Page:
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The human voice as a musical instrument combines a non-uniform acoustic tube resonator (the vocal tract) with a forced, ``lip-like'' excitation mechanism (the vocal folds). Unlike the brass player's lips, however, the vocal folds are little affected by acoustic feedback from the vocal tract. A singer trains to control his/her vocal cord mechanism for accurate pitch specification as well as to control his/her vocal tract shape to modify formant structure for better projection.

Tuvan music incorporates a particularly interesting style of singing, the study of which can help us better understand the acoustics of the singing voice and the flexibility of our vocal mechanism. An online article from Scientific American offers an excellent starting point for further exploration on this topic.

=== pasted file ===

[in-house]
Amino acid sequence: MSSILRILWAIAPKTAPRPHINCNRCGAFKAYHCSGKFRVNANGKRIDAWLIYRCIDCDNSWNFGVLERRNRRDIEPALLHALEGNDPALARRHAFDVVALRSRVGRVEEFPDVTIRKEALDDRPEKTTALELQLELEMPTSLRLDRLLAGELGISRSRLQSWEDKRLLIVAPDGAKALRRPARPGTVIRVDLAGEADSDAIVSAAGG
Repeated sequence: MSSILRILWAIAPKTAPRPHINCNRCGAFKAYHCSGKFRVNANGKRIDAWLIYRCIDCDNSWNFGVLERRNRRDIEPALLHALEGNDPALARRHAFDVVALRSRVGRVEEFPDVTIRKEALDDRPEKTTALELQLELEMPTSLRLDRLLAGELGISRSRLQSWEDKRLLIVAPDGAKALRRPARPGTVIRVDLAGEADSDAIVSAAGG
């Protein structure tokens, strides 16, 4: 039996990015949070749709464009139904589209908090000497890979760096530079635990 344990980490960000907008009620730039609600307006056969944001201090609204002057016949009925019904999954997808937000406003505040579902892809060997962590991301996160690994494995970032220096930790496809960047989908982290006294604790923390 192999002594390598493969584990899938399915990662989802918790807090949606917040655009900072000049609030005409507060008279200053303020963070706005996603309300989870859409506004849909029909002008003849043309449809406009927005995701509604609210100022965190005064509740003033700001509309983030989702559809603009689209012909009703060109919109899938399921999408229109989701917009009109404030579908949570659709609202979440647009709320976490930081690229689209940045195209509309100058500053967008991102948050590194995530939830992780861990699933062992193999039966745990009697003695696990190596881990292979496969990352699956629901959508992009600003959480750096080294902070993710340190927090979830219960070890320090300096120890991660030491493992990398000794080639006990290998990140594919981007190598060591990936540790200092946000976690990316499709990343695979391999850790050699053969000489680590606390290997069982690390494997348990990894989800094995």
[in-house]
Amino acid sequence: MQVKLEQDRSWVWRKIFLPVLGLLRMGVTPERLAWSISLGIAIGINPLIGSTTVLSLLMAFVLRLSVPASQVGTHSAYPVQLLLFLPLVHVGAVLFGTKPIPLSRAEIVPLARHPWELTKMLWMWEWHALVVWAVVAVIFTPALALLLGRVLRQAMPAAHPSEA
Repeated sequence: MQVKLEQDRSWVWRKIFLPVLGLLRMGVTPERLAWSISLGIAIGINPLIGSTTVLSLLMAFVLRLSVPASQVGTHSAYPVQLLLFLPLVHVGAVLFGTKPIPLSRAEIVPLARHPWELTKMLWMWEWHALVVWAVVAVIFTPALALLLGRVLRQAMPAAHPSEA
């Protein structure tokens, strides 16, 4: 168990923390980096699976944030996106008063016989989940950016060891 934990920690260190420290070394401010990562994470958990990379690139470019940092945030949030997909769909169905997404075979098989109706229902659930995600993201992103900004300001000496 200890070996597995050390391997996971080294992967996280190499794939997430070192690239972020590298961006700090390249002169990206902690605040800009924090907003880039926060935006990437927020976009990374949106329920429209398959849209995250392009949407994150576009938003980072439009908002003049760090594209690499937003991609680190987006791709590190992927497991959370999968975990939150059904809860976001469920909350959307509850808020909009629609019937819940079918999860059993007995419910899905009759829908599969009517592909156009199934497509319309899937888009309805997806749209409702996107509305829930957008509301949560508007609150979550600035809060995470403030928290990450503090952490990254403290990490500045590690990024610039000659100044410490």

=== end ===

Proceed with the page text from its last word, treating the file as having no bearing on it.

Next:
Formants and Pitch

Spoken vs. Sung Vowels

Formant Tuning by Sopranos

Registers, Voices, and Muscles

Dynamics vs. Spectra

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